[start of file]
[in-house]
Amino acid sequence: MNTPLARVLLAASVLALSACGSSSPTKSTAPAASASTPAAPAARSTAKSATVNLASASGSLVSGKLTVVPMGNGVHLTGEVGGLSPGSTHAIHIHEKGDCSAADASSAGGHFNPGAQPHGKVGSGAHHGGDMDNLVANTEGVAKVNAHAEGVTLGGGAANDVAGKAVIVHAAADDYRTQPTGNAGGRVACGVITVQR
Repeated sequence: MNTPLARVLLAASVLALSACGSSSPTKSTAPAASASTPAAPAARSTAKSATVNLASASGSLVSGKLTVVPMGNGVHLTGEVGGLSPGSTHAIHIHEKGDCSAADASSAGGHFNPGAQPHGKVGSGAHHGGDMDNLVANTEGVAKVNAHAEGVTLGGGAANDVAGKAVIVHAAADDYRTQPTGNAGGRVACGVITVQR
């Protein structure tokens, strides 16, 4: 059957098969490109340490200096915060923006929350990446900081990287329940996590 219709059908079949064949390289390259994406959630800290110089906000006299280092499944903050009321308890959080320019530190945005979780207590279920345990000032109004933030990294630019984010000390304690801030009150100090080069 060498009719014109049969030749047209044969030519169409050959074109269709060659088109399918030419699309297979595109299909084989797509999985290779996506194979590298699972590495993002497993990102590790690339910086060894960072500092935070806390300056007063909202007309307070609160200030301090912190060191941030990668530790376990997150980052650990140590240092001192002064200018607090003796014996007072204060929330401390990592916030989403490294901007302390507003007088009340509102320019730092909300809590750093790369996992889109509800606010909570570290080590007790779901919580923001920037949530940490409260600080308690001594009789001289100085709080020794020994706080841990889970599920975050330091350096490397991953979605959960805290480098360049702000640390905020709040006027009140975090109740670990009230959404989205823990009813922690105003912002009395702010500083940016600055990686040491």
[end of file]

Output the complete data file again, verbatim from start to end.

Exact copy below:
[in-house]
Amino acid sequence: MNTPLARVLLAASVLALSACGSSSPTKSTAPAASASTPAAPAARSTAKSATVNLASASGSLVSGKLTVVPMGNGVHLTGEVGGLSPGSTHAIHIHEKGDCSAADASSAGGHFNPGAQPHGKVGSGAHHGGDMDNLVANTEGVAKVNAHAEGVTLGGGAANDVAGKAVIVHAAADDYRTQPTGNAGGRVACGVITVQR
Repeated sequence: MNTPLARVLLAASVLALSACGSSSPTKSTAPAASASTPAAPAARSTAKSATVNLASASGSLVSGKLTVVPMGNGVHLTGEVGGLSPGSTHAIHIHEKGDCSAADASSAGGHFNPGAQPHGKVGSGAHHGGDMDNLVANTEGVAKVNAHAEGVTLGGGAANDVAGKAVIVHAAADDYRTQPTGNAGGRVACGVITVQR
């Protein structure tokens, strides 16, 4: 059957098969490109340490200096915060923006929350990446900081990287329940996590 219709059908079949064949390289390259994406959630800290110089906000006299280092499944903050009321308890959080320019530190945005979780207590279920345990000032109004933030990294630019984010000390304690801030009150100090080069 060498009719014109049969030749047209044969030519169409050959074109269709060659088109399918030419699309297979595109299909084989797509999985290779996506194979590298699972590495993002497993990102590790690339910086060894960072500092935070806390300056007063909202007309307070609160200030301090912190060191941030990668530790376990997150980052650990140590240092001192002064200018607090003796014996007072204060929330401390990592916030989403490294901007302390507003007088009340509102320019730092909300809590750093790369996992889109509800606010909570570290080590007790779901919580923001920037949530940490409260600080308690001594009789001289100085709080020794020994706080841990889970599920975050330091350096490397991953979605959960805290480098360049702000640390905020709040006027009140975090109740670990009230959404989205823990009813922690105003912002009395702010500083940016600055990686040491």